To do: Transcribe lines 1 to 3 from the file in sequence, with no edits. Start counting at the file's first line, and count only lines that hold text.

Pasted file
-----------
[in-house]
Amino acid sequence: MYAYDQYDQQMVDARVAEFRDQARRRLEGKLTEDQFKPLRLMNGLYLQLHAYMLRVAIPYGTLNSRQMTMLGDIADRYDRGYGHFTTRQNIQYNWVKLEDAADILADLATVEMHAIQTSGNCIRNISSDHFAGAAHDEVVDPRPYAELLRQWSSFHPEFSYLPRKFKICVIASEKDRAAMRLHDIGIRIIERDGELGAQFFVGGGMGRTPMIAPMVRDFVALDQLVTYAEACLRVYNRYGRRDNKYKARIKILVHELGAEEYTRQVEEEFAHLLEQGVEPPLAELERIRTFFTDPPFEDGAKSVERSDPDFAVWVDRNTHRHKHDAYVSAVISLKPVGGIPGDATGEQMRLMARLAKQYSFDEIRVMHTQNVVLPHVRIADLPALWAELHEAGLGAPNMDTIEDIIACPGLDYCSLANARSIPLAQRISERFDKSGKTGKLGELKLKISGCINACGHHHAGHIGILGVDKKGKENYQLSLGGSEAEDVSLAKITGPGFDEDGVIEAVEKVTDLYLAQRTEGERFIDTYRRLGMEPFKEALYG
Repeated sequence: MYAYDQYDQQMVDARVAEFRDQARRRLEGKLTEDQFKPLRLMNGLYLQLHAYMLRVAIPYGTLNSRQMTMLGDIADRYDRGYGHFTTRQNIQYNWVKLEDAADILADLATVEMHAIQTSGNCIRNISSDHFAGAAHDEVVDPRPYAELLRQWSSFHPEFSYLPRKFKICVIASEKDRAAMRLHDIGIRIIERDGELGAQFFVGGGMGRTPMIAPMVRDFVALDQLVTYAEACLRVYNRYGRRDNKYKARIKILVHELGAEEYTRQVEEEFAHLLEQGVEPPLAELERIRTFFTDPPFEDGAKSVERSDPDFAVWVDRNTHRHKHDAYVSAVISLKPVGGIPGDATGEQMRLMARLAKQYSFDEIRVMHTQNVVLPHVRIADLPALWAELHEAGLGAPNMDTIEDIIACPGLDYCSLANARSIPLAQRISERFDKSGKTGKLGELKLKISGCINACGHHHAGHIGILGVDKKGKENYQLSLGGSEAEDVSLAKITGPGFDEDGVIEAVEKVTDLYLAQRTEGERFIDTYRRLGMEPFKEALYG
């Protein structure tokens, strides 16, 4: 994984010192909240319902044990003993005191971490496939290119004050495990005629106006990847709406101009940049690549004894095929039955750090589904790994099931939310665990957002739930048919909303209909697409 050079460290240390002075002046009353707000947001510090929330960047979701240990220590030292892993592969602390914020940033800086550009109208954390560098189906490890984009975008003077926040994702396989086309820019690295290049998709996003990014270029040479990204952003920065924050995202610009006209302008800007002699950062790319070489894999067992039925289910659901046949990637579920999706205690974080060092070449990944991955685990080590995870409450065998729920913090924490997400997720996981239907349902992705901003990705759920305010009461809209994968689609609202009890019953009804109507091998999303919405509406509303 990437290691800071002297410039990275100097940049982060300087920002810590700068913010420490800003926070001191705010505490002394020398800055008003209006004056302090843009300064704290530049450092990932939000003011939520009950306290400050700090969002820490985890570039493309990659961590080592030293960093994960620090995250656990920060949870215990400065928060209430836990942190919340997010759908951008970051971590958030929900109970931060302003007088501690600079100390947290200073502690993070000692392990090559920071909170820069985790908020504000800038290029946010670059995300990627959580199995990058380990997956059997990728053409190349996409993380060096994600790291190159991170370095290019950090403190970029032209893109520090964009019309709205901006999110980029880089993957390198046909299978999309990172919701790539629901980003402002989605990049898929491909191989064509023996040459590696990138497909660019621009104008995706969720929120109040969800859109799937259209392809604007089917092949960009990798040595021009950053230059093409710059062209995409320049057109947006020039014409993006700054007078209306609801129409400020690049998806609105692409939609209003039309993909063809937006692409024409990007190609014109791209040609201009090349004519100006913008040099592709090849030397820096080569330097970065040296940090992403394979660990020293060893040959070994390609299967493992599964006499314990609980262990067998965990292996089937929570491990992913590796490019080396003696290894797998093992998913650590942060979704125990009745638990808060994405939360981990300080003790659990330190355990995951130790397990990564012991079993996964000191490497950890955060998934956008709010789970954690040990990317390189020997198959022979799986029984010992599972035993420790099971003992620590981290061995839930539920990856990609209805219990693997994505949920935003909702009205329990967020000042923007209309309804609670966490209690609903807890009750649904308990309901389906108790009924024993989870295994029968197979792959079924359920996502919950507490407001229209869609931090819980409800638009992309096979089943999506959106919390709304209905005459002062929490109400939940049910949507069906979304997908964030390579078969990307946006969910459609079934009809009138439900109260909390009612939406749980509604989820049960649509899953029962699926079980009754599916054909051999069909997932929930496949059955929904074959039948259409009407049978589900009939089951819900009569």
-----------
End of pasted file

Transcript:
[in-house]
Amino acid sequence: MYAYDQYDQQMVDARVAEFRDQARRRLEGKLTEDQFKPLRLMNGLYLQLHAYMLRVAIPYGTLNSRQMTMLGDIADRYDRGYGHFTTRQNIQYNWVKLEDAADILADLATVEMHAIQTSGNCIRNISSDHFAGAAHDEVVDPRPYAELLRQWSSFHPEFSYLPRKFKICVIASEKDRAAMRLHDIGIRIIERDGELGAQFFVGGGMGRTPMIAPMVRDFVALDQLVTYAEACLRVYNRYGRRDNKYKARIKILVHELGAEEYTRQVEEEFAHLLEQGVEPPLAELERIRTFFTDPPFEDGAKSVERSDPDFAVWVDRNTHRHKHDAYVSAVISLKPVGGIPGDATGEQMRLMARLAKQYSFDEIRVMHTQNVVLPHVRIADLPALWAELHEAGLGAPNMDTIEDIIACPGLDYCSLANARSIPLAQRISERFDKSGKTGKLGELKLKISGCINACGHHHAGHIGILGVDKKGKENYQLSLGGSEAEDVSLAKITGPGFDEDGVIEAVEKVTDLYLAQRTEGERFIDTYRRLGMEPFKEALYG
Repeated sequence: MYAYDQYDQQMVDARVAEFRDQARRRLEGKLTEDQFKPLRLMNGLYLQLHAYMLRVAIPYGTLNSRQMTMLGDIADRYDRGYGHFTTRQNIQYNWVKLEDAADILADLATVEMHAIQTSGNCIRNISSDHFAGAAHDEVVDPRPYAELLRQWSSFHPEFSYLPRKFKICVIASEKDRAAMRLHDIGIRIIERDGELGAQFFVGGGMGRTPMIAPMVRDFVALDQLVTYAEACLRVYNRYGRRDNKYKARIKILVHELGAEEYTRQVEEEFAHLLEQGVEPPLAELERIRTFFTDPPFEDGAKSVERSDPDFAVWVDRNTHRHKHDAYVSAVISLKPVGGIPGDATGEQMRLMARLAKQYSFDEIRVMHTQNVVLPHVRIADLPALWAELHEAGLGAPNMDTIEDIIACPGLDYCSLANARSIPLAQRISERFDKSGKTGKLGELKLKISGCINACGHHHAGHIGILGVDKKGKENYQLSLGGSEAEDVSLAKITGPGFDEDGVIEAVEKVTDLYLAQRTEGERFIDTYRRLGMEPFKEALYG